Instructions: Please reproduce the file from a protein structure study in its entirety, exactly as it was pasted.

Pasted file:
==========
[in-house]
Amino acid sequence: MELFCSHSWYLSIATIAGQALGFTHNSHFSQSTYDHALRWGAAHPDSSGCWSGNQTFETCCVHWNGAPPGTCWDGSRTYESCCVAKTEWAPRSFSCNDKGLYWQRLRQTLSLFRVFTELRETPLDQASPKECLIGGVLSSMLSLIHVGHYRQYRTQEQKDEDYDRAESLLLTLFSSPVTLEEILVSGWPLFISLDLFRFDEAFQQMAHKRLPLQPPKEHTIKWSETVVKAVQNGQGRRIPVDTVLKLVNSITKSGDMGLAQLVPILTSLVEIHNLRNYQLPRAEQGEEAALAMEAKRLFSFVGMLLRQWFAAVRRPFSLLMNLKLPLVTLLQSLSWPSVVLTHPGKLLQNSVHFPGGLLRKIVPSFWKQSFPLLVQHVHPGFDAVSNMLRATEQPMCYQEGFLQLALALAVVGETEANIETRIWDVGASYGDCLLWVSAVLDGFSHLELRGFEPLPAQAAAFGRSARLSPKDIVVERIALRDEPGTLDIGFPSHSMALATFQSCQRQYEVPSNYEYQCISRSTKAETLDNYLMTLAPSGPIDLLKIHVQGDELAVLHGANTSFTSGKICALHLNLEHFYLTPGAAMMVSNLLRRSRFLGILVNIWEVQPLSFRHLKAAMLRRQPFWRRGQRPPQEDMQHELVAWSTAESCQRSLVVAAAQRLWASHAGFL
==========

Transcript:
[in-house]
Amino acid sequence: MELFCSHSWYLSIATIAGQALGFTHNSHFSQSTYDHALRWGAAHPDSSGCWSGNQTFETCCVHWNGAPPGTCWDGSRTYESCCVAKTEWAPRSFSCNDKGLYWQRLRQTLSLFRVFTELRETPLDQASPKECLIGGVLSSMLSLIHVGHYRQYRTQEQKDEDYDRAESLLLTLFSSPVTLEEILVSGWPLFISLDLFRFDEAFQQMAHKRLPLQPPKEHTIKWSETVVKAVQNGQGRRIPVDTVLKLVNSITKSGDMGLAQLVPILTSLVEIHNLRNYQLPRAEQGEEAALAMEAKRLFSFVGMLLRQWFAAVRRPFSLLMNLKLPLVTLLQSLSWPSVVLTHPGKLLQNSVHFPGGLLRKIVPSFWKQSFPLLVQHVHPGFDAVSNMLRATEQPMCYQEGFLQLALALAVVGETEANIETRIWDVGASYGDCLLWVSAVLDGFSHLELRGFEPLPAQAAAFGRSARLSPKDIVVERIALRDEPGTLDIGFPSHSMALATFQSCQRQYEVPSNYEYQCISRSTKAETLDNYLMTLAPSGPIDLLKIHVQGDELAVLHGANTSFTSGKICALHLNLEHFYLTPGAAMMVSNLLRRSRFLGILVNIWEVQPLSFRHLKAAMLRRQPFWRRGQRPPQEDMQHELVAWSTAESCQRSLVVAAAQRLWASHAGFL